"If you knew what you were getting into before you came here, probably you wouldn't come. But when you look back on it, you know it made you stronger."

After five years of New York agony and adulation, Jackson didn't re-up. It's one thing to do a hitch in the Marines. It's another to be a lifer.

"Winfield's a much tougher player now than he used to be when I pitched against him in the National League," Whitson said. "I think this city did it. You used to be able to knock him down and he didn't even react. Now, you knock him down twice and he'll come to the mound after you."

Once, Manager Billy Martin said of Winfield that he had "the softest bat of anybody 6-foot-7 I ever saw." Now, Winfield minces infielders with slides and "accidentally" lets his black bat fly under pitchers' ankles or even into opposing dugouts on the fly. He says he has a slippery grip.

"It's helped me," said Winfield of his New York years. "But the lessons you learn here are not always good ones. And, you'd hope, not necessary."

Does he mean, perhaps, that you learn New York Lessons and run the risk of mistaking them for Life Lessons?

"Exactly right," said Winfield.

Winfield reached a point where he grew so enraged at Steinbrenner's public gibes and his reluctance to meet payment deadlines to the charitable Winfield Foundation that the $26-million outfielder told a friend, "I'm going to beat him and embarrass him, too. That's just what he doesn't like."

So, Winfield threatened to sue his boss. Perfectly New York.

If you wear a uniform without pin stripes, then the Bronx is the last place on earth you want to go in a pennant race. But if you do, then you feel about Yankee Stadium the way the lions felt about the Colosseum.

It isn't just fans who think you're stealing your salary if you don't play like DiMaggio, it's not just nutsy gamblers and loose-cannon weirdos who make Yankee Stadium feel like Bellevue. Everything makes you think Bad Leroy Brown wants to punch out your lights.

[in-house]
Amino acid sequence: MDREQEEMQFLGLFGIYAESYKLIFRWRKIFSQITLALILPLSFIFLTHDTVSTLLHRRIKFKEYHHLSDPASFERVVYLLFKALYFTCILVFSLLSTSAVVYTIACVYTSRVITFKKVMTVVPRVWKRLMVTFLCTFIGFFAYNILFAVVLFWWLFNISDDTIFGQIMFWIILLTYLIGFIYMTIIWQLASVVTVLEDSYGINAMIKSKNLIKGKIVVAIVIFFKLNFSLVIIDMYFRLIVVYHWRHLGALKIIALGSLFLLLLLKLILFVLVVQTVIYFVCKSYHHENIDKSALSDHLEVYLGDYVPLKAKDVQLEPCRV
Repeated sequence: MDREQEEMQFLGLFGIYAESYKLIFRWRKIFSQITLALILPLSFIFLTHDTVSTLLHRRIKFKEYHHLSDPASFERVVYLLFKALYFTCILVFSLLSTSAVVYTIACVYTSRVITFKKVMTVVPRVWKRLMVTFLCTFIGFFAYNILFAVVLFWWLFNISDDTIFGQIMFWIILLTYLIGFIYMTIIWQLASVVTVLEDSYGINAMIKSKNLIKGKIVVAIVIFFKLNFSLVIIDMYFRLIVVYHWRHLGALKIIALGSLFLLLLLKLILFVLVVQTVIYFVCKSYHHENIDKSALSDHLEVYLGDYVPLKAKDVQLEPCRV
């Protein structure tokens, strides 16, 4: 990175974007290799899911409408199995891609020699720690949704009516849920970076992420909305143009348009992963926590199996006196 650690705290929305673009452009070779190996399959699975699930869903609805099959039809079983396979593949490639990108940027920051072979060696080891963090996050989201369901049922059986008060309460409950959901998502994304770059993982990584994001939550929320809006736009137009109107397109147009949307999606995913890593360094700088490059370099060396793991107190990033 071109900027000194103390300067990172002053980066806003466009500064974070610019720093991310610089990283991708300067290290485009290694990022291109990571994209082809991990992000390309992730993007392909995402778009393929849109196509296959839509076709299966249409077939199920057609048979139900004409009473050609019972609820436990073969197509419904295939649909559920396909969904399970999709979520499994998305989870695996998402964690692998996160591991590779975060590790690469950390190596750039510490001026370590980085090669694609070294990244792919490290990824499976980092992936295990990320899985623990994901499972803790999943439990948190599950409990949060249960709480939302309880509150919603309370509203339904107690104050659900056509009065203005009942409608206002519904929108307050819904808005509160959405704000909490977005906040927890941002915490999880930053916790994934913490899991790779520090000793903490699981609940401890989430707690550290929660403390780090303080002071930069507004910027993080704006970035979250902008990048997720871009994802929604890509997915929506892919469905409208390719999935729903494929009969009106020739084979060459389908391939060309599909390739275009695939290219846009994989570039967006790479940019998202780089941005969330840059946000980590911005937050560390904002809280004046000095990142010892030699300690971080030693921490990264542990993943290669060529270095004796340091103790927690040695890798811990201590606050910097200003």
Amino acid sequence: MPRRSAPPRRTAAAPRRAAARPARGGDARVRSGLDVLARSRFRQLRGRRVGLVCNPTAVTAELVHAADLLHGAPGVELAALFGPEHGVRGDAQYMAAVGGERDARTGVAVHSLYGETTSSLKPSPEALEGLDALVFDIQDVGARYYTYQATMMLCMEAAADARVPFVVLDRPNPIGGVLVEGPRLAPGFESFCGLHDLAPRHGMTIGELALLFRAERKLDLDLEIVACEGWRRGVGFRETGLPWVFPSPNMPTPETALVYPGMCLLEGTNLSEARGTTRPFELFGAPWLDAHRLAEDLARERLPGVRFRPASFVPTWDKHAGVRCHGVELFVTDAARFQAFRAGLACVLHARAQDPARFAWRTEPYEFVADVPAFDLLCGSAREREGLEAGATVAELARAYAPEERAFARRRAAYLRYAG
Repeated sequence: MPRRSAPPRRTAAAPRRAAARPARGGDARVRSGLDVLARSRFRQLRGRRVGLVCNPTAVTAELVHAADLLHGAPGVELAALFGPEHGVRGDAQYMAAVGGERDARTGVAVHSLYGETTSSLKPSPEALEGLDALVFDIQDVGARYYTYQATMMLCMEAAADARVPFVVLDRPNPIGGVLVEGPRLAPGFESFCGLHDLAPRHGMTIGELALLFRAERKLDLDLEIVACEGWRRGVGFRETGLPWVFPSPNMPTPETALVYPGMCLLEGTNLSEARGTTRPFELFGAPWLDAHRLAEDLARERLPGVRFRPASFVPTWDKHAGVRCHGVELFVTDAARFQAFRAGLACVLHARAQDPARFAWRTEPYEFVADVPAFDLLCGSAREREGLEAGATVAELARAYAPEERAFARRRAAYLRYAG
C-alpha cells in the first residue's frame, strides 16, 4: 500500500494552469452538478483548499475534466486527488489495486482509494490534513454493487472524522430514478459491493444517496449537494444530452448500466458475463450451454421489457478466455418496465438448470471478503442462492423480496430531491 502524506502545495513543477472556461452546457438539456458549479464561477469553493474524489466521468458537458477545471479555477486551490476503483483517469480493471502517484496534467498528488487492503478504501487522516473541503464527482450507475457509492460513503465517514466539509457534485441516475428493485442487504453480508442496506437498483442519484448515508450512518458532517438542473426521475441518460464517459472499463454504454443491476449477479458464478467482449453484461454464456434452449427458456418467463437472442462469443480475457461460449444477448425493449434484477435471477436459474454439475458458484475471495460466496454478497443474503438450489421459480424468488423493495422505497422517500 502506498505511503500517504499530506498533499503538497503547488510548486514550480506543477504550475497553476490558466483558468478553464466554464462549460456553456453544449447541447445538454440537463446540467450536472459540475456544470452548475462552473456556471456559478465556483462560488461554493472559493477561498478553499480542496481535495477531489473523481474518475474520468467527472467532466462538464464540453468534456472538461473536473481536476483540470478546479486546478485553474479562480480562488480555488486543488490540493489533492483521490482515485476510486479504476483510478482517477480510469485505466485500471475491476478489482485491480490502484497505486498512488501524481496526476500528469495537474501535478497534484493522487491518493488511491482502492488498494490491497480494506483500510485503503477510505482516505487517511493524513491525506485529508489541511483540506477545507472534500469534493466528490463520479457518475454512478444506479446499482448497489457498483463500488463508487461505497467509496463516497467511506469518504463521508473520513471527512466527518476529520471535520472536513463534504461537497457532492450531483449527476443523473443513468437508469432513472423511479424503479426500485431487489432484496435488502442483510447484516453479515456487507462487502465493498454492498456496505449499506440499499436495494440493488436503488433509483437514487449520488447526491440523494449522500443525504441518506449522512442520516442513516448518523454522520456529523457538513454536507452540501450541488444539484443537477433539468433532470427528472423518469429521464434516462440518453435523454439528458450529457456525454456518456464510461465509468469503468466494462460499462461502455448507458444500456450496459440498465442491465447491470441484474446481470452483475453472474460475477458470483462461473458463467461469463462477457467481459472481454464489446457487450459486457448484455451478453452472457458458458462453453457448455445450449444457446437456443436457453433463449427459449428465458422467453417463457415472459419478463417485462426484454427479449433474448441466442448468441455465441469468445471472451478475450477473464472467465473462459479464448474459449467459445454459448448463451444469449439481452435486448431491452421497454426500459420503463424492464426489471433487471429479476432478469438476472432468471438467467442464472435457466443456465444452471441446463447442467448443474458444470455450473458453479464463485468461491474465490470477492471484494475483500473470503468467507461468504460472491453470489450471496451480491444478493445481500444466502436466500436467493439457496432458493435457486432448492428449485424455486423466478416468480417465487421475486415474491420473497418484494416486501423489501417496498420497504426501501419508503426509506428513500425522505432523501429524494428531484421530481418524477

"The tabloids grade you in public and feed every spark of controversy," Whitson said, doing an imitation of an interview: " 'So, how does it feel to screw up another ball game?' You feel like some of these guys are saying, 'I'll crucify you right here.' "

The owner -- The Boss, The Fat Man -- creates headlines when none would exist, even if he has to fire a manager or feud with a star. This year's gratuitous "issue" is mandatory offday workouts. When Rickey Henderson missed a poststrike plane flight, Steinbrenner gave him both barrels and docked his pay.

The manager, at least when his name is Martin, is on your back by day and in your nightmares while you sleep.

Martin can remember a grudge, too. Last time he left, Don Baylor led the cheers. When Yogi Berra was fired this April, Baylor said, "Playing for Yogi was like playing for your father. Playing for Billy is like playing for your father-in-law."

Suddenly, Baylor became a platoon player. "I'm too old. I only play against lefties," he said bitterly. With 78 RBI in 360 at bats, he still is on track for 100 RBI despite missing perhaps 150 plate appearances.

"It's ridiculous. Maybe what I said about Billy has something to do with it. I know I'm not going to go through this next year," said Baylor, in the last year of his contract. "I'm not going to end my career this way."

Oh, to be a Yankee. Curse George. Rip Billy. Play me or I'll skip town. Even Dave Righetti, now a bullpen star, says he doesn't know whether he's going to want to relieve next year. "We'll have to see about that," he said.

In New York, you stand up for your rights or, soon, you don't have any.

Whether all this makes you a better person is moot. That it makes you tougher, more ornery and more immune to pressure is certain. Why do you think the Marines have boot camp?

When the Yankees get to a pennant race intact, they're usually special.

From 1976 to 1981, the Yankees epitomized what mental toughness means in baseball. Gentlemen named Catfish Hunter, Sparky Lyle, Graig Nettles, Jackson, Chris Chambliss, Roy White, Goose Gossage and Thurman Munson were quintessential products of the Yankee Stadium cauldron. The Bronx Zoo produced real athletic animals.

Gradually, they left, replaced by men of comparable talent but less hardy temperament. For the last four years, the Yankees have tried to find or form a new breed like the old breed.

Often, the choices seemed peculiar. Why would Roy Smalley Jr., who spends his spare time working through the St. John's College list of "the 100 Great Books," prosper in a setting where introspection might be a crippling weakness? "Herman Melville said, 'Money may be the root of all evil, but how quickly we all consign ourselves to perdition,' " Smalley once said of signing his huge Yankees contract.